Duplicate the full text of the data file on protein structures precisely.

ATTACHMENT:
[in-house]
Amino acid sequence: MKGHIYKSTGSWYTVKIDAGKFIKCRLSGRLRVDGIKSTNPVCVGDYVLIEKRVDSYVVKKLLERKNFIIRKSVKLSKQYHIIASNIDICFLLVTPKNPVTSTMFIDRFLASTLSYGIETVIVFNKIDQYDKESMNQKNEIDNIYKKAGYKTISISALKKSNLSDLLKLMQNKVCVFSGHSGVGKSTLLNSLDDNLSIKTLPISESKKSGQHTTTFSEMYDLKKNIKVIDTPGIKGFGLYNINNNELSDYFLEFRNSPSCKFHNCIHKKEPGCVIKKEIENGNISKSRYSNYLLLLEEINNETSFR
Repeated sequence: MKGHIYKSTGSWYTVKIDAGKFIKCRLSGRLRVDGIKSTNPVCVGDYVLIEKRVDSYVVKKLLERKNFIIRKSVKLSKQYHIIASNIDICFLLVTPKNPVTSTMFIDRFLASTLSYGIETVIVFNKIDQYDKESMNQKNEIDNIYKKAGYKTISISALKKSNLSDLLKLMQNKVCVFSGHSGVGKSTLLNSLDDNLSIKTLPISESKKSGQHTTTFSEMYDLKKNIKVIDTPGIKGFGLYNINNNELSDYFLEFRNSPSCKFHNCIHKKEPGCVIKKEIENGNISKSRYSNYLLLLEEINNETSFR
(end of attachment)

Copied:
[in-house]
Amino acid sequence: MKGHIYKSTGSWYTVKIDAGKFIKCRLSGRLRVDGIKSTNPVCVGDYVLIEKRVDSYVVKKLLERKNFIIRKSVKLSKQYHIIASNIDICFLLVTPKNPVTSTMFIDRFLASTLSYGIETVIVFNKIDQYDKESMNQKNEIDNIYKKAGYKTISISALKKSNLSDLLKLMQNKVCVFSGHSGVGKSTLLNSLDDNLSIKTLPISESKKSGQHTTTFSEMYDLKKNIKVIDTPGIKGFGLYNINNNELSDYFLEFRNSPSCKFHNCIHKKEPGCVIKKEIENGNISKSRYSNYLLLLEEINNETSFR
Repeated sequence: MKGHIYKSTGSWYTVKIDAGKFIKCRLSGRLRVDGIKSTNPVCVGDYVLIEKRVDSYVVKKLLERKNFIIRKSVKLSKQYHIIASNIDICFLLVTPKNPVTSTMFIDRFLASTLSYGIETVIVFNKIDQYDKESMNQKNEIDNIYKKAGYKTISISALKKSNLSDLLKLMQNKVCVFSGHSGVGKSTLLNSLDDNLSIKTLPISESKKSGQHTTTFSEMYDLKKNIKVIDTPGIKGFGLYNINNNELSDYFLEFRNSPSCKFHNCIHKKEPGCVIKKEIENGNISKSRYSNYLLLLEEINNETSFR